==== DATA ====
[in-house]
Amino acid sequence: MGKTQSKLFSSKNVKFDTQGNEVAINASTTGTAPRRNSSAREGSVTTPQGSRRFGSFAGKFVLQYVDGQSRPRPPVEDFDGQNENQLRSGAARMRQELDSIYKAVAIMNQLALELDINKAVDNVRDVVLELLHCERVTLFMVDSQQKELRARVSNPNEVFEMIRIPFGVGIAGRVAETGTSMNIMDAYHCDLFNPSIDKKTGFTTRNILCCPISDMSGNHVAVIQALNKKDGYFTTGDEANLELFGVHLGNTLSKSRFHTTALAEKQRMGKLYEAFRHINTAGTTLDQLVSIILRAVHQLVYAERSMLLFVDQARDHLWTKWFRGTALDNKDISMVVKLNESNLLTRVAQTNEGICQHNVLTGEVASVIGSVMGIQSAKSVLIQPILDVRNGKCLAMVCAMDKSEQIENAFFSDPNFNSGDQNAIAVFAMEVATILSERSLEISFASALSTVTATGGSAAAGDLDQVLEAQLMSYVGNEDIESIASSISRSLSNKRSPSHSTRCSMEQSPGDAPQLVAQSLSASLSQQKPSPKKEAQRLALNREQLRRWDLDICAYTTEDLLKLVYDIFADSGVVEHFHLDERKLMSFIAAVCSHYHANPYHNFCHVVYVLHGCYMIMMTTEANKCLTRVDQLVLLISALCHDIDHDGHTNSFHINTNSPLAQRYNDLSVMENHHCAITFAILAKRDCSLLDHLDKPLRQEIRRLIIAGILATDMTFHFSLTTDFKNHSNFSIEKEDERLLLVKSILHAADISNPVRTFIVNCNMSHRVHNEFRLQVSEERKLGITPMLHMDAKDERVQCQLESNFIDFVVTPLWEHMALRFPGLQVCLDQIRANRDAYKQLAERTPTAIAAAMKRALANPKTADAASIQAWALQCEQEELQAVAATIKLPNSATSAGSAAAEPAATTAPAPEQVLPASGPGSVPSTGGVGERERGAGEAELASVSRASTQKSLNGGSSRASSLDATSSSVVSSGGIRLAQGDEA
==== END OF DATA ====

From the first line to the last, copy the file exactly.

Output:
[in-house]
Amino acid sequence: MGKTQSKLFSSKNVKFDTQGNEVAINASTTGTAPRRNSSAREGSVTTPQGSRRFGSFAGKFVLQYVDGQSRPRPPVEDFDGQNENQLRSGAARMRQELDSIYKAVAIMNQLALELDINKAVDNVRDVVLELLHCERVTLFMVDSQQKELRARVSNPNEVFEMIRIPFGVGIAGRVAETGTSMNIMDAYHCDLFNPSIDKKTGFTTRNILCCPISDMSGNHVAVIQALNKKDGYFTTGDEANLELFGVHLGNTLSKSRFHTTALAEKQRMGKLYEAFRHINTAGTTLDQLVSIILRAVHQLVYAERSMLLFVDQARDHLWTKWFRGTALDNKDISMVVKLNESNLLTRVAQTNEGICQHNVLTGEVASVIGSVMGIQSAKSVLIQPILDVRNGKCLAMVCAMDKSEQIENAFFSDPNFNSGDQNAIAVFAMEVATILSERSLEISFASALSTVTATGGSAAAGDLDQVLEAQLMSYVGNEDIESIASSISRSLSNKRSPSHSTRCSMEQSPGDAPQLVAQSLSASLSQQKPSPKKEAQRLALNREQLRRWDLDICAYTTEDLLKLVYDIFADSGVVEHFHLDERKLMSFIAAVCSHYHANPYHNFCHVVYVLHGCYMIMMTTEANKCLTRVDQLVLLISALCHDIDHDGHTNSFHINTNSPLAQRYNDLSVMENHHCAITFAILAKRDCSLLDHLDKPLRQEIRRLIIAGILATDMTFHFSLTTDFKNHSNFSIEKEDERLLLVKSILHAADISNPVRTFIVNCNMSHRVHNEFRLQVSEERKLGITPMLHMDAKDERVQCQLESNFIDFVVTPLWEHMALRFPGLQVCLDQIRANRDAYKQLAERTPTAIAAAMKRALANPKTADAASIQAWALQCEQEELQAVAATIKLPNSATSAGSAAAEPAATTAPAPEQVLPASGPGSVPSTGGVGERERGAGEAELASVSRASTQKSLNGGSSRASSLDATSSSVVSSGGIRLAQGDEA